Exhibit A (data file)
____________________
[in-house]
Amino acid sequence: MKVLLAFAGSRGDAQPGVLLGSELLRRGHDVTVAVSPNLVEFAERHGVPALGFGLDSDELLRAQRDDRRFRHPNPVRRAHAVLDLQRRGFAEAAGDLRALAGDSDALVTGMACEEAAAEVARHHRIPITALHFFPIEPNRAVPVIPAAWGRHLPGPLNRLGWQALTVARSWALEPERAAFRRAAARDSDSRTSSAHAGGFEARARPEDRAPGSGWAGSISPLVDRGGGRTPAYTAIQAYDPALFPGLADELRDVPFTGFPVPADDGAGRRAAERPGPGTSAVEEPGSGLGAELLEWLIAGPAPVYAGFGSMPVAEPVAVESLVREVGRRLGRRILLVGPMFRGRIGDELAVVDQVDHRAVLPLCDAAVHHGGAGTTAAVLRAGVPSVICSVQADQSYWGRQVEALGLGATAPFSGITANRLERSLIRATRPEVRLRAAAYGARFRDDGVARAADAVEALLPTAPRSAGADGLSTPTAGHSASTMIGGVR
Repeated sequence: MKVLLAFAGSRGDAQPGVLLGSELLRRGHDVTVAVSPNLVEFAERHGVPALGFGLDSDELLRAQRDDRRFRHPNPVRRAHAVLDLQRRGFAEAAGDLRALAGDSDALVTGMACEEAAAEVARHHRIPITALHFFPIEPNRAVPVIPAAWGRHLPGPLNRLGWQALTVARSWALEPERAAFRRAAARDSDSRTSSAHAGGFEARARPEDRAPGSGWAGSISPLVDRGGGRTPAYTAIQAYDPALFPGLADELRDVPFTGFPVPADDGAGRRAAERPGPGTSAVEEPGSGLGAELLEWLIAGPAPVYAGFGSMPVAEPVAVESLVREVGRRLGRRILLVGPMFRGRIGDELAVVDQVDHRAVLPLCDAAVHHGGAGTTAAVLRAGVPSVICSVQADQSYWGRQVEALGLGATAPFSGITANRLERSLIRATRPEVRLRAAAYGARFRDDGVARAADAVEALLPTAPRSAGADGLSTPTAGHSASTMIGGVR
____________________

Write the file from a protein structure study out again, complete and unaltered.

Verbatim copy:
[in-house]
Amino acid sequence: MKVLLAFAGSRGDAQPGVLLGSELLRRGHDVTVAVSPNLVEFAERHGVPALGFGLDSDELLRAQRDDRRFRHPNPVRRAHAVLDLQRRGFAEAAGDLRALAGDSDALVTGMACEEAAAEVARHHRIPITALHFFPIEPNRAVPVIPAAWGRHLPGPLNRLGWQALTVARSWALEPERAAFRRAAARDSDSRTSSAHAGGFEARARPEDRAPGSGWAGSISPLVDRGGGRTPAYTAIQAYDPALFPGLADELRDVPFTGFPVPADDGAGRRAAERPGPGTSAVEEPGSGLGAELLEWLIAGPAPVYAGFGSMPVAEPVAVESLVREVGRRLGRRILLVGPMFRGRIGDELAVVDQVDHRAVLPLCDAAVHHGGAGTTAAVLRAGVPSVICSVQADQSYWGRQVEALGLGATAPFSGITANRLERSLIRATRPEVRLRAAAYGARFRDDGVARAADAVEALLPTAPRSAGADGLSTPTAGHSASTMIGGVR
Repeated sequence: MKVLLAFAGSRGDAQPGVLLGSELLRRGHDVTVAVSPNLVEFAERHGVPALGFGLDSDELLRAQRDDRRFRHPNPVRRAHAVLDLQRRGFAEAAGDLRALAGDSDALVTGMACEEAAAEVARHHRIPITALHFFPIEPNRAVPVIPAAWGRHLPGPLNRLGWQALTVARSWALEPERAAFRRAAARDSDSRTSSAHAGGFEARARPEDRAPGSGWAGSISPLVDRGGGRTPAYTAIQAYDPALFPGLADELRDVPFTGFPVPADDGAGRRAAERPGPGTSAVEEPGSGLGAELLEWLIAGPAPVYAGFGSMPVAEPVAVESLVREVGRRLGRRILLVGPMFRGRIGDELAVVDQVDHRAVLPLCDAAVHHGGAGTTAAVLRAGVPSVICSVQADQSYWGRQVEALGLGATAPFSGITANRLERSLIRATRPEVRLRAAAYGARFRDDGVARAADAVEALLPTAPRSAGADGLSTPTAGHSASTMIGGVR